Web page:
My plane arrived late last night in Monte Alegre. The trip was quite remarkable. A sea of green was beneath my window, an open ocean with tides and waves all its own. Endless flows of different greens. My pilot didn't seem much impressed. I assume he'd just seen it so many times. Perhaps, but I doubt he's actually been underneath this sea, exploring the depths. Monte Alegre is a run down little village. It used to be a large copper mining place, apparently, but the copper ran out and so did the down. Now it does little more than fish on the Amazon and decay. The runway is left over from the copper rush. The jungle appears to be reclaiming it, as grass has broken through in several places. Monte Alegre is cut out of the jungle, probably through slash and burn techniques. Interestingly, there's a chain link fence around part of the village. I asked my pilot why, and he told me that it's to 'keep the jungle out.'
I intend to take the battle to the jungle.
Tomorrow I will leave.


September 13
Today is a Friday, ominously enough. The day that I will set out on my battle or skirmish or war with nature. A friend of mine, before I left, asked if nature is perhaps something not to be battled. Perhaps I can coexist with it. Maybe this is so, but it's not how my mind works. I am going out to conquer nature, just like I've conquered everything else in life. No quarter asked, no quarter given. If nature doesn't wish to be conquered, it must fight me. Human ingenuity, tools, and determination will triumph over the brute force of nature. Coexisting is, for me, hardly an option.
Nature appears to be welcoming me into its kingdom. The entryway I have chosen to its domain bears more than a passing similarity to a gate. It's an opening between two of the massive trees, on the boundary of where the grasslands enforced on the land by the residents of Monte Alegre meets the still powerful Kingdom. Two trees frame an opening to darkness, with vines forming a sort of door to the way. The gate is dark and forbidding, just as I had hoped. From deep in animal sounds echo, subjects to this domain, fierce patriots to their cause.

I stepped in, I'm proud to say, with little trepidation. The Kingdom took no notice of me. The sounds stayed the same. Nothing looked my way. I was a little disappointed. But I do believe that the Kingdom knows the terms of my challenge.

Walking through the jungle is a singularly exciting experience, every second of the way. You have to be constantly on your guard, watching for the omnipresent dangers that are visible or not. Is that a panther or a shadow? Can I make it through that bush or is it better to go around? And all around the constant green, a monster, staring at you from above, below, and all around. It warns me off with howls from deep within from a thousand different voices. It glares at me with the eyes of a thousand birds, all examining from perches above me. It has a thousand arms- and my challenge is to overcome them all.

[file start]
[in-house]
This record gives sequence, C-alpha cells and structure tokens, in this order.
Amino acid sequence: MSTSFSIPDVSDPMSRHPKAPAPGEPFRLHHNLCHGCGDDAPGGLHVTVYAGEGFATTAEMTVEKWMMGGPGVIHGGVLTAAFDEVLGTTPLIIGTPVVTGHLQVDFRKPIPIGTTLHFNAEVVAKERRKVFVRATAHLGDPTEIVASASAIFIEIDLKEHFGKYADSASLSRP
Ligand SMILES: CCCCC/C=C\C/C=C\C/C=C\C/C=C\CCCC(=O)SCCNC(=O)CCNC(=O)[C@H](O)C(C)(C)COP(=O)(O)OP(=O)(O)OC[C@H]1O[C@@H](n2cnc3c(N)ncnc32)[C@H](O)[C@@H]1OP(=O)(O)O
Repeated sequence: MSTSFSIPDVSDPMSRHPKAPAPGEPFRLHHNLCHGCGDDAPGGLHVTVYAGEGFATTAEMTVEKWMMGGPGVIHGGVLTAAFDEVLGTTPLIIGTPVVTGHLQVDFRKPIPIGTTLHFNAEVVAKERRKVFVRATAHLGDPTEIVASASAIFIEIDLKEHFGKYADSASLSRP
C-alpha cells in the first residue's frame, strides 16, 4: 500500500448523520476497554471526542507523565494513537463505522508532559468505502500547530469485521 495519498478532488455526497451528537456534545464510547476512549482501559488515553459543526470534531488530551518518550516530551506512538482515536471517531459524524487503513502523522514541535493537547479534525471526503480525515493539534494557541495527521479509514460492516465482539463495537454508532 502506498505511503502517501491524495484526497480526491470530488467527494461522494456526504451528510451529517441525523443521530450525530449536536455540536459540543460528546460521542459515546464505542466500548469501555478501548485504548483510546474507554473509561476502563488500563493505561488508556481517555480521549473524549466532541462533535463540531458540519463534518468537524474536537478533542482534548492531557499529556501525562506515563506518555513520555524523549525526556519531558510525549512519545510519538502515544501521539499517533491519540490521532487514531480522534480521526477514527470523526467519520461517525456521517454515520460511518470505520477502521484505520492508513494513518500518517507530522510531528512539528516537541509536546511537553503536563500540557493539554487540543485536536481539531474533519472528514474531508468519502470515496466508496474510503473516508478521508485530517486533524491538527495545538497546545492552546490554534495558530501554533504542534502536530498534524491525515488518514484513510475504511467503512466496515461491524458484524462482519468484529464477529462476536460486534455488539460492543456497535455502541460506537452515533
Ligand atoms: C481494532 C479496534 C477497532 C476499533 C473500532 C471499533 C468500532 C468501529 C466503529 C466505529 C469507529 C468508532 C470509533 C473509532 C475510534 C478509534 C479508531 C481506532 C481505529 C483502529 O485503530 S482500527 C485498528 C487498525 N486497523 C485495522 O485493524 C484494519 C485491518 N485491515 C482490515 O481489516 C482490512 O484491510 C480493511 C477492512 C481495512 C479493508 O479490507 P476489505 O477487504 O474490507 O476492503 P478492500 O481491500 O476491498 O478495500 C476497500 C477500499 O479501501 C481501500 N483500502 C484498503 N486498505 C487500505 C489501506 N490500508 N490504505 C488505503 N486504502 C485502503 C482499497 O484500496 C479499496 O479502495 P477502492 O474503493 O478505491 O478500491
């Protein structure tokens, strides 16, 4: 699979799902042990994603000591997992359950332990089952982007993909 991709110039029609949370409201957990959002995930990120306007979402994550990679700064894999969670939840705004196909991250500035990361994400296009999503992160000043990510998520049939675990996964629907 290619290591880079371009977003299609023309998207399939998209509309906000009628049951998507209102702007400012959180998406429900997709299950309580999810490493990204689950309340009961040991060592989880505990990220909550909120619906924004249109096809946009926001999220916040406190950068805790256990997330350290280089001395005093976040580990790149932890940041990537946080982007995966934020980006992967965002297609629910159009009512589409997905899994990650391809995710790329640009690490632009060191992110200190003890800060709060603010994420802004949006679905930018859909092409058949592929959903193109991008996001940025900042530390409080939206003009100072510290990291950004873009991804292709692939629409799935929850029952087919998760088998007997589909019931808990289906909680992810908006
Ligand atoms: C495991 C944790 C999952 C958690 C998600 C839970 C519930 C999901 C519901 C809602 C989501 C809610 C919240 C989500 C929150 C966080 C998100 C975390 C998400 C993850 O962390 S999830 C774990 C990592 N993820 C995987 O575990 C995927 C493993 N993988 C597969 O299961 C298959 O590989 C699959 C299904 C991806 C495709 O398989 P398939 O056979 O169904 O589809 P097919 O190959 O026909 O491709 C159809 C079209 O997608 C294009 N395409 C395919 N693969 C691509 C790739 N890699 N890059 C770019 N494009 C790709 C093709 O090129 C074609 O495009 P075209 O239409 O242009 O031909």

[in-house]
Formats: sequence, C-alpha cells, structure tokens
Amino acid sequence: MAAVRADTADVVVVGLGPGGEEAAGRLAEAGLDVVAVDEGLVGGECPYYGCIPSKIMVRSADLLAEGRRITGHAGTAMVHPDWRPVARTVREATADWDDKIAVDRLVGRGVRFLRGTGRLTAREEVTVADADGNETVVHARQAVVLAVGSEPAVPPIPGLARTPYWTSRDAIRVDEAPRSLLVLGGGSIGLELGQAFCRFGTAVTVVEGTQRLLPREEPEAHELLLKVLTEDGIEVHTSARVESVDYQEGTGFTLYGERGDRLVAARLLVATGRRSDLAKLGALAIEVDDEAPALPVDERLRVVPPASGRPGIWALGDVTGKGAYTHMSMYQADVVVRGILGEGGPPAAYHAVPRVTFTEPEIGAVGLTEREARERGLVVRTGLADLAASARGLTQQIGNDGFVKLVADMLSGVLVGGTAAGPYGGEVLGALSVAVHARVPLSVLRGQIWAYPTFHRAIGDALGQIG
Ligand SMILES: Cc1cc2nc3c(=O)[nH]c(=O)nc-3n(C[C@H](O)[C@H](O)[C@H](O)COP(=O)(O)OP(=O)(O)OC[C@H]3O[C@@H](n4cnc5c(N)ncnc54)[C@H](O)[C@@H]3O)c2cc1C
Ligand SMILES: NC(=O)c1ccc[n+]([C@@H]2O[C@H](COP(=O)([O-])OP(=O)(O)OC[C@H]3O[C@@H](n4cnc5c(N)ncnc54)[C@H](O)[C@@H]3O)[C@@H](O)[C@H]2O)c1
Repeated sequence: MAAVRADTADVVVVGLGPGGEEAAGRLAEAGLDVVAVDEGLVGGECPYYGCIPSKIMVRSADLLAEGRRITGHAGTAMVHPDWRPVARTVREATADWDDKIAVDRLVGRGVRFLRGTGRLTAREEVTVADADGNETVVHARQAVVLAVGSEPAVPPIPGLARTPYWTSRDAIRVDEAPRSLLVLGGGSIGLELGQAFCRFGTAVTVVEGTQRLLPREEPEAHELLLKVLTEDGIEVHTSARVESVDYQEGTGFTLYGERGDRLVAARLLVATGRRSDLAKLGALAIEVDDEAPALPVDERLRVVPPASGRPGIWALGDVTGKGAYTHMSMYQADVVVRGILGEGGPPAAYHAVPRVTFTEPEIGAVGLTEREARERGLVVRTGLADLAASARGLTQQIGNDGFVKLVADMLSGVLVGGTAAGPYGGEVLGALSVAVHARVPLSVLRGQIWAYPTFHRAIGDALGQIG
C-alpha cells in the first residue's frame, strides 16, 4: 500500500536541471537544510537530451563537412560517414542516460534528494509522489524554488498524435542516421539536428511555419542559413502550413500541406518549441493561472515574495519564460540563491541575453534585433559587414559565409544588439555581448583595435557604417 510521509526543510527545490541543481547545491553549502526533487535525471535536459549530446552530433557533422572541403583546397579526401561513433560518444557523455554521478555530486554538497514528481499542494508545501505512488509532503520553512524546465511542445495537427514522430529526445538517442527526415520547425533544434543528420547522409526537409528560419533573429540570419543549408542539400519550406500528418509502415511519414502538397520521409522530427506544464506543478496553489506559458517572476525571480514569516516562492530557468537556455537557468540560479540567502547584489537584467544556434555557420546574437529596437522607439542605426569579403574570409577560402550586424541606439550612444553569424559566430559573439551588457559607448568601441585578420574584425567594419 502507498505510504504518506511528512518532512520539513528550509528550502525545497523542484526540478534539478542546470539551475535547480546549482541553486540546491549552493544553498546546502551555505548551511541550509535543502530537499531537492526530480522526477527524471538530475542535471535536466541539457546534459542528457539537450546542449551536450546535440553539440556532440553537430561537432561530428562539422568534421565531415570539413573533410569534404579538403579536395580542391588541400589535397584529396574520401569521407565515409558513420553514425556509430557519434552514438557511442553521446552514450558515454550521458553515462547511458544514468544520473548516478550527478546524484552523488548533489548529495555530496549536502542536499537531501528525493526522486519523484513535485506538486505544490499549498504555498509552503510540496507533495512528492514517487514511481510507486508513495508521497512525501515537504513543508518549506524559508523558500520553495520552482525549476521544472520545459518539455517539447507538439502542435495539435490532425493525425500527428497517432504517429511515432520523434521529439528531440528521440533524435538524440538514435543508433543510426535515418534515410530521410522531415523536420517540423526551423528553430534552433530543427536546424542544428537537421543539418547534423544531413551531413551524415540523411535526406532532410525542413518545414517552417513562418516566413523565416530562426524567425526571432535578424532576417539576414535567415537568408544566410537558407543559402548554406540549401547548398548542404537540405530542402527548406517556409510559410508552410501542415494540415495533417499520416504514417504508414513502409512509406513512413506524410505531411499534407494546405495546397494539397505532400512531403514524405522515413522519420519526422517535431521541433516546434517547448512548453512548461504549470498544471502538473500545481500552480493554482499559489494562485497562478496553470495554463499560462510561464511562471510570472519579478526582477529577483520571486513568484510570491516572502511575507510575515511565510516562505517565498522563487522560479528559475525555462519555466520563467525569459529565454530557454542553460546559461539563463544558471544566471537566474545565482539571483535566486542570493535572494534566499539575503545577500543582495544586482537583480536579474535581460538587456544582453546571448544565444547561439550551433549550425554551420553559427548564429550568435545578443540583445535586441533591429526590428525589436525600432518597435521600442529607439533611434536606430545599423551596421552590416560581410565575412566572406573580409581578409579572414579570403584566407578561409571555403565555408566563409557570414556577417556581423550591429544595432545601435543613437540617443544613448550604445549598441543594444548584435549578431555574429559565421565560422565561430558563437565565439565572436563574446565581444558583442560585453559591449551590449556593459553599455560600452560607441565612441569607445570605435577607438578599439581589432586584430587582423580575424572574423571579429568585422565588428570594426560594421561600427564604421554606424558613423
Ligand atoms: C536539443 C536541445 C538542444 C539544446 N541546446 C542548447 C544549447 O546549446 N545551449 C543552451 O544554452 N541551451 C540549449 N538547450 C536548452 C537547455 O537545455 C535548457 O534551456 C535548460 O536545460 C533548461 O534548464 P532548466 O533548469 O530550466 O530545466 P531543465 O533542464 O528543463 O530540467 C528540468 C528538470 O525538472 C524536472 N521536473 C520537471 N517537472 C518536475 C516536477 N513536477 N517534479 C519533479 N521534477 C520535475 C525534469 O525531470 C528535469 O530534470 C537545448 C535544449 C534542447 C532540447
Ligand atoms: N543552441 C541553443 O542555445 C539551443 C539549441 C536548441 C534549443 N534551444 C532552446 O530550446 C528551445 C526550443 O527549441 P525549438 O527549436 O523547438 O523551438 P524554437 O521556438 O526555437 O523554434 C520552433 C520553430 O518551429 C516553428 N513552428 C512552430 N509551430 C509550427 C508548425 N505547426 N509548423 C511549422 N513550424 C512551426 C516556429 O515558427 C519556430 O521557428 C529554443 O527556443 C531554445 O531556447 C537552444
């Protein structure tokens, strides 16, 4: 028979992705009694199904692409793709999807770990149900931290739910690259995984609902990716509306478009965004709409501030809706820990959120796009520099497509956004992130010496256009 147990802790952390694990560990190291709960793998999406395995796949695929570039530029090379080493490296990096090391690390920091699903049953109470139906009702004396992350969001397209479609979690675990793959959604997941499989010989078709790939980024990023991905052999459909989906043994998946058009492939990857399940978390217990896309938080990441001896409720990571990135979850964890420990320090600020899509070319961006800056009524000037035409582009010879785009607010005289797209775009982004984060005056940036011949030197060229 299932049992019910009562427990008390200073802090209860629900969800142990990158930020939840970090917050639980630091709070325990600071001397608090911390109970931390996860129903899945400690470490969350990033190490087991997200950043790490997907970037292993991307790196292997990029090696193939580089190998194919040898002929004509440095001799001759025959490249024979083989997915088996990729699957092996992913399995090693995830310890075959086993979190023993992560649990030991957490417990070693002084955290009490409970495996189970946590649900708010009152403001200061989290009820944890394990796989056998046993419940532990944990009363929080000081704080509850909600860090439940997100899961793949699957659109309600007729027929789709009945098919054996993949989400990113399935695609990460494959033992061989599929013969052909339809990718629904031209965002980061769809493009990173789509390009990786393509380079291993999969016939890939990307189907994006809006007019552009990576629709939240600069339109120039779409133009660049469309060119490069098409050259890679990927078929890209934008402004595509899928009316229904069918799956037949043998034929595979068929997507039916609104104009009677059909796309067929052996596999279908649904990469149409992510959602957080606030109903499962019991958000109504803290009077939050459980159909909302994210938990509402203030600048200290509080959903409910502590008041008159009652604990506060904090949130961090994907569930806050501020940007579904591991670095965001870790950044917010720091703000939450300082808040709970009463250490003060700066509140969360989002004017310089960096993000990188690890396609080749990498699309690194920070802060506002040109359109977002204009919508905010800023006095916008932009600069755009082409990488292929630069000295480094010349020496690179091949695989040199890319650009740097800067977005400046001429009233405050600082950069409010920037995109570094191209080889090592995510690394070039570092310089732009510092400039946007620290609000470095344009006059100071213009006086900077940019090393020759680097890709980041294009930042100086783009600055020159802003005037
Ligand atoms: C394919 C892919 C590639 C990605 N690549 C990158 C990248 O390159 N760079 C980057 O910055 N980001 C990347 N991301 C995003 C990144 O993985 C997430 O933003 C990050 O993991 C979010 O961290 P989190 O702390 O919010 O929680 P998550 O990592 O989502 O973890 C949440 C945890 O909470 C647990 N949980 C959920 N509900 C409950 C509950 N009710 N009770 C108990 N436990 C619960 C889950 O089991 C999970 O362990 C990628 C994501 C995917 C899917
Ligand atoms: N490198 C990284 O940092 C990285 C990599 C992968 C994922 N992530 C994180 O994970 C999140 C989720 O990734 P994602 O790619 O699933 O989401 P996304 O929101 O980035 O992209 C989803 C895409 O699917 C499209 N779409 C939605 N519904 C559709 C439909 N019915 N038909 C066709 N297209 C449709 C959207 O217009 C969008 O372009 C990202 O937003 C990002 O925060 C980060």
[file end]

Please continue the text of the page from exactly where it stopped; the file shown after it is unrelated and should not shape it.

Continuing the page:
After walking for about 10 hours, with few breaks, I stopped for the night. I probably could've gone on a little further, but I feel no need to push myself. I can make myself perfectly comfortable in this territory- and hurrying myself is a sign of weakness. I set up camp in a small clearing, one free of trees for about 5 feet on each side of my tent. For tonight, dinner was what I had brought plus some small fruits I deemed safe. This will, however, be the last dinner I eat what I have brought. Tomorrow I will hunt for my food. -Samuel

September 14

I woke up with a scare today. A panther was patrolling my area. I moved cautiously within my tent, picking up my gun with scarcely a noise. The panther was nosing around the tent, not openly hostile or growling. I locked my gun on it, but before I had a chance to fire it loped away. It is clear that nature is feeling me out. Very well.

Hiking was rhythmic today, as I fell into the routine of the backpacker. It is an easy routine, consisting of one foot in front of another. Very hypnotic, and far too easy to fall into. I had known going into this trip that I would have to guard against letting down my guard in any way. My warning came in a simple trip over an exposed root. I fell, nearly knocking my head and ending my battle right then and there. Through some miracle I didn't twist an ankle. The caw of some distant bird was the laugh of nature- it had shown that I was very weak against its power.

But no, I shouldn't say that. For already I have passed into the deeper part of the jungle unharmed. The underbrush has cleared away, and the ground is very easy to walk along, very flat. A hiker's paradise, almost.

My torment comes in the constant alert I must keep against the neverending watchfulness of the jungle. Every second the jungle is watching me from above, as a ready owl watches a mouse. The green is the green that may mean my death. I have no way of contacting the outside; that would be violating the terms of engagement. I must stare it down as one would stare down any opponent. But my opponent is no mere mortal or even a typical corporation. It is vast and primeval.

Confidence is the key. Faith in mankind and my ability to survive is the key. Nature herself birthed Homo Sapiens, but this prodigal son has far surpassed the mother. The ingenuity and skill of humankind has constantly beaten back onslaughts, in the form of plague or hunger. I myself have proven myself to be a champion of my species. In all situations, my natural ability and adaptability have won out. I will not be beaten out. I will find the weak spot of nature and do whatever it takes to survive. If I need to change, I will change. If I need to struggle, I will struggle. But rest assured that I will be triumphant.